Legislative update: 'Tort reform' comes out of Senate committee | Arkansas Blog

Tuesday, February 14, 2017

Legislative update: 'Tort reform' comes out of Senate committee

Posted By on Tue, Feb 14, 2017 at 4:17 PM

The usual sludge gurgled through the legislature today.

The House voted 79-3 to make it a crime for a doctor to perform an abortion for a women moved to terminate a pregnancy on account of sex of the fetus. A few states have done this. No such law has been challenged, though it seems unlikely to pass muster in cout in the unlikely event a woman were to admit to a sex-selection abortion and be denied it, then forced to sue.

Women need not offer a reason for an abortion, particularly in the earliest stages of pregnancy. A bunch of Arkansas legislators don't have the power to interfere with that Constitutional right. This bill is merely a way to pry into a woman's reasons for seeking abortion and to further disrupt the process and discourage the woman.

The Senate had on its calendar but didn't vote on House Speaker Jeremy Gillam's bill to widen exceptions in the laughingly mislabeled ethics amendment to clear the way for foreign junkets and other entertainment. Might resistance still linger in the Senate, which defeated the bill on its first vote?

A House committee held up Democratic Rep. Clarke Tucker's bill to make it a felony law violation not only in office but also after election but before taking office to accept benefits in return for official actions. Legislators in the meeting were concerned somebody might view a campaign contribution as triggering an investigation of subsequent official action. Tucker said he'd work on an amendment to address that concern. The committee did approve his bill to exempt judges from immunity from civil action in cases where they were convicted of taking a bribe. That waiver prevented a lawsuit against Mike Maggio, who pleaded guilty to reducing a jury verdict in return for campaign contributions, a plea he is trying to withdraw.


Testimony was heard in the Senate on several constitutional amendments, including the Senate-preferred idea of making it just about impossible to sue doctors for malpractice and nursing homes for patient abuse. The measure also would strip the Supreme Court of rule-making authority. UPDATE: The Committee, after a second round of hearings this afternoon, took votes on a series of amendments. Only SJR 8, the tort reform amendment, got sufficient votes to be the amendment the Senate will recommend this year. Motions for approval were made on four other amendments, but none got more than two votes.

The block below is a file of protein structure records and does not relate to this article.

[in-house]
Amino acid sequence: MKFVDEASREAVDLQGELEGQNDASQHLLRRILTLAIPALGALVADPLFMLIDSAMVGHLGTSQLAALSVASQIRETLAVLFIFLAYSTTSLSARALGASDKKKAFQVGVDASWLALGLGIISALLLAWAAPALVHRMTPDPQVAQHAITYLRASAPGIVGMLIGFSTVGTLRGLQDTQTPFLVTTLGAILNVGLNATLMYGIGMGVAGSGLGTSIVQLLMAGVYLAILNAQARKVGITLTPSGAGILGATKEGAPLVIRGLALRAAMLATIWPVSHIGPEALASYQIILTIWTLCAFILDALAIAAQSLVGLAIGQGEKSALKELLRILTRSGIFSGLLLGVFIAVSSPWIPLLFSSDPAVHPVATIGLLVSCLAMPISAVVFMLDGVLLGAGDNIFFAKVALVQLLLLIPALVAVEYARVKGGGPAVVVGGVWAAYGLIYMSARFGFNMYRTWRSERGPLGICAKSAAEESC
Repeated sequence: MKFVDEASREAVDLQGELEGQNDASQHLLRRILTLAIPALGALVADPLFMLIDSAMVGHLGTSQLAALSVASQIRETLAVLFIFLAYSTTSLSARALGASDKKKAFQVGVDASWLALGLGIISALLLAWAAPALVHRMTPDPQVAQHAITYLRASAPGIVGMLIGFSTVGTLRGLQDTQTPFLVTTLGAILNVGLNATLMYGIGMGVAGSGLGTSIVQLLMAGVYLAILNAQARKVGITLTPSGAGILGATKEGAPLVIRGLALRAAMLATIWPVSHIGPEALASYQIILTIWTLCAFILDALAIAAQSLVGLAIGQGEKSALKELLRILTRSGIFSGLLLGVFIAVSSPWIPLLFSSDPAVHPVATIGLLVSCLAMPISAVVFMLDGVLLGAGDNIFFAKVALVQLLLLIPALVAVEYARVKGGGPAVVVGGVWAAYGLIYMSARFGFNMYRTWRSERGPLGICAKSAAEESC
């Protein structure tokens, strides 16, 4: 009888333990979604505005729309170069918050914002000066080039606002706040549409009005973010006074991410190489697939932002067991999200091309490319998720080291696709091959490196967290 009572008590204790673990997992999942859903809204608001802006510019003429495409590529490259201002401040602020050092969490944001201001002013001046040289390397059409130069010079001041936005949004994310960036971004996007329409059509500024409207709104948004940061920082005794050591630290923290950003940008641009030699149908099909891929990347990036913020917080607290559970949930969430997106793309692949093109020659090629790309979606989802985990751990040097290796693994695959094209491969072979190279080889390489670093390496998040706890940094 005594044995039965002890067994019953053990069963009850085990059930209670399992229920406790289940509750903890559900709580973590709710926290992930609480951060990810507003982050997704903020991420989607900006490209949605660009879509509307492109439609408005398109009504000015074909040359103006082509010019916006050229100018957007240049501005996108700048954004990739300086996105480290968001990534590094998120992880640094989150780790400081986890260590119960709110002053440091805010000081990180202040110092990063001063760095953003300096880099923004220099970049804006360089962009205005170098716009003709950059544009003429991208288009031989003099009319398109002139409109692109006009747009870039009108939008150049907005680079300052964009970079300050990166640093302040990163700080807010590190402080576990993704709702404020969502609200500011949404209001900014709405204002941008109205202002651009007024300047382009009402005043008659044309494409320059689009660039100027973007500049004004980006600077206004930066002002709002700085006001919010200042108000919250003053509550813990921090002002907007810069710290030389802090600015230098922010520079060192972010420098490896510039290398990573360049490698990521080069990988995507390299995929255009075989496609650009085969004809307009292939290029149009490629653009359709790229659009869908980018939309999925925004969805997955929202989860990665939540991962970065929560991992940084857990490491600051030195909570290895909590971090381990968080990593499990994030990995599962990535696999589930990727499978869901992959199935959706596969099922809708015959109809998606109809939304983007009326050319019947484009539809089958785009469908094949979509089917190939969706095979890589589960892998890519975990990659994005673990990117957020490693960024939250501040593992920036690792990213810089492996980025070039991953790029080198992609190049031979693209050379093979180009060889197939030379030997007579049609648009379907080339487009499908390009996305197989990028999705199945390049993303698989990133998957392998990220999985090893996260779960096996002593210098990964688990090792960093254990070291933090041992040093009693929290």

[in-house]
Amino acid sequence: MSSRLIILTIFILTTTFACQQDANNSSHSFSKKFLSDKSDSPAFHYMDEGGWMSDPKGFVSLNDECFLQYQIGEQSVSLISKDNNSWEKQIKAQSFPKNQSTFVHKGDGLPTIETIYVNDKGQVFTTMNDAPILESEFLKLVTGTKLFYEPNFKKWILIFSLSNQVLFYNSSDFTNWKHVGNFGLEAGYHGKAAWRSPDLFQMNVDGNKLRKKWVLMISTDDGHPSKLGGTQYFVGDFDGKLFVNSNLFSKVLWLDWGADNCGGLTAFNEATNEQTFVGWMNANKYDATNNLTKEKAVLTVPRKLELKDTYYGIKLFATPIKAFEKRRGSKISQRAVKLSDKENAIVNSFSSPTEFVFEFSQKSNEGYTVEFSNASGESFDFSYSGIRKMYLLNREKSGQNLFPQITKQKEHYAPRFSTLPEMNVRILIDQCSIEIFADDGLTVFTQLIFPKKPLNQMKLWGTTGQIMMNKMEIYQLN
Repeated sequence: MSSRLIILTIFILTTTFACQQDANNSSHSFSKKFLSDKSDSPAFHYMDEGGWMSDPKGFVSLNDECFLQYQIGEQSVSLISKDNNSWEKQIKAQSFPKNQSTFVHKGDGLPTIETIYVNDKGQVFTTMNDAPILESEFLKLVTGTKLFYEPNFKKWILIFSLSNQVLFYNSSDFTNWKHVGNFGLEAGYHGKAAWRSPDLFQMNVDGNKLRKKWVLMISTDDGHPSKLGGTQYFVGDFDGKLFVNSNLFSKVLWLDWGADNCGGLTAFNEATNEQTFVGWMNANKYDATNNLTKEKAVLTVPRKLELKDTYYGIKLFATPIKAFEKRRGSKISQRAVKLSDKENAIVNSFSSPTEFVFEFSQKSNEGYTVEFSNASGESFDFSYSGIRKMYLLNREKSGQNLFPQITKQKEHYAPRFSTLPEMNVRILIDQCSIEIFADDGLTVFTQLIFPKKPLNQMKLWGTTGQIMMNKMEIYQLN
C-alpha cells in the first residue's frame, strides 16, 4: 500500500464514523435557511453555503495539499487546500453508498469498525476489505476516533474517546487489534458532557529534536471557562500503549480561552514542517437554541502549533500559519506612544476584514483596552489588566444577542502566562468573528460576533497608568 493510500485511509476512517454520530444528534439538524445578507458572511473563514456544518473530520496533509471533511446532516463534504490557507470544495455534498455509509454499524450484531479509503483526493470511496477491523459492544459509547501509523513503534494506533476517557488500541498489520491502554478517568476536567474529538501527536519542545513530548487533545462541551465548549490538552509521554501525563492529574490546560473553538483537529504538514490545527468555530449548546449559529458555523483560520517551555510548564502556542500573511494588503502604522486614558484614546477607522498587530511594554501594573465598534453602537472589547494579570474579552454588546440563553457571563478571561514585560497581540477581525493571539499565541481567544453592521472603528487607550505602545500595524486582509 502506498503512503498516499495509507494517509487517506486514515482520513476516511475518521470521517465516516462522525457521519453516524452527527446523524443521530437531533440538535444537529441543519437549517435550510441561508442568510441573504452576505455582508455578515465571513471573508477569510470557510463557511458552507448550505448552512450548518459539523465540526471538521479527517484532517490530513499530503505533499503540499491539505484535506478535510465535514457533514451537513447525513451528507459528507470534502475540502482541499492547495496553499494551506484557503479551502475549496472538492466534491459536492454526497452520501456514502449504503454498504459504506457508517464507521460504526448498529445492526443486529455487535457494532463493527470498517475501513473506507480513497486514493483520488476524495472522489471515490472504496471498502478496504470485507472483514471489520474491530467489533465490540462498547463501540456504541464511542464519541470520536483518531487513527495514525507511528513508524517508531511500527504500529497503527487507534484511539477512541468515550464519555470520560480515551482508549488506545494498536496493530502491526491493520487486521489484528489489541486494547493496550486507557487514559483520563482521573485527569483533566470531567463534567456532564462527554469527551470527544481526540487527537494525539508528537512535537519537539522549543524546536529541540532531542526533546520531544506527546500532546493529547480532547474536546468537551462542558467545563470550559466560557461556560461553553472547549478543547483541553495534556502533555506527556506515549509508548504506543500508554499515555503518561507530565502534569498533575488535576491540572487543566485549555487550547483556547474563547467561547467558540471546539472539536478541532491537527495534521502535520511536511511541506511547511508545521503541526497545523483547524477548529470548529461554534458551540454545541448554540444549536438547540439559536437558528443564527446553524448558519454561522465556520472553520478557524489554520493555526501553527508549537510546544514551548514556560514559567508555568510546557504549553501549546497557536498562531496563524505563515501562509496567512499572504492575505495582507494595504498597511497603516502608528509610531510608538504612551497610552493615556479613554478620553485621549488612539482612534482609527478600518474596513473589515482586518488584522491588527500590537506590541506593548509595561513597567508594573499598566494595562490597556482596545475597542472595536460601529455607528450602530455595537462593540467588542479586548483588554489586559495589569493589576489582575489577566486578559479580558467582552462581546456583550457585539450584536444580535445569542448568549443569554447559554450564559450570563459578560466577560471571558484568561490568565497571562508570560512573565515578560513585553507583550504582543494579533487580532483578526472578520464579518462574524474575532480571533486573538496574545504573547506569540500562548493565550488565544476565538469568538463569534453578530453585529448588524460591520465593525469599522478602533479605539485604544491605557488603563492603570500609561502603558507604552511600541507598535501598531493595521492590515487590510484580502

Under the Constitution, the legislature may recommend three amendments each year, plus an additonal one altering public official pay. But rules adopted for this session anticipate one amendment each for House and Senate. Rules can always be changed, of course. In the House, the speaker has evinced some interest in a procedural amendment on the process for referring constittuional amendments. But an attack on equal education, vote suppression and other pet topics are also floating around.

There's probably more, but it doesn't get any better.


Sign up for the Daily Update email

Comments (5)

Showing 1-5 of 5

Add a comment

Subscribe to this thread:
Showing 1-5 of 5

Add a comment

More by Max Brantley

Readers also liked…

  • A response to police arrests becomes a tutorial on race, class and policing in Little Rock

    John Walker, the 79-year-old civil rights lawyer, and his associate, Omavi Shukur, 29, a young lawyer devoted to criminal justice reform, talked to press this afternoon about their arrests Monday by Little Rock police for supposedly obstructing governmental operations in observing and attempting to film a routine police traffic stop. It was a tutorial on sharp views of race, class and governance in Little Rock.
    • Sep 29, 2016
  • The LR chamber does the public's business. Is it accountable? Blue Hog on the case.

    Matt Campbell, lawyer and Blue Hog Report blogger, has sent a Freedom of Information Act request to Jay Chessir, director of the Little Rock Regional Chamber of Commerce, and Mayor Mark Stodola related to the publicity stunt yesterday  built around withdrawing from the mayor's rash pronouncement that the city would seek an Amazon HQ2 project even though the city  didn't meet the company's criteria.
    • Oct 20, 2017
  • Donald Trump declares war on Hillary Clinton's marriage

    Donald Trump gave a remarkable interview to the New York Times yesterday in which he declared open season on the marriage of Bill and Hillary Clinton and Bill Clinton's past infidelity. Seems like a loser, but I've been wrong before.
    • Oct 1, 2016

Most Viewed

Most Recent Comments



© 2018 Arkansas Times | 201 East Markham, Suite 200, Little Rock, AR 72201
Powered by Foundation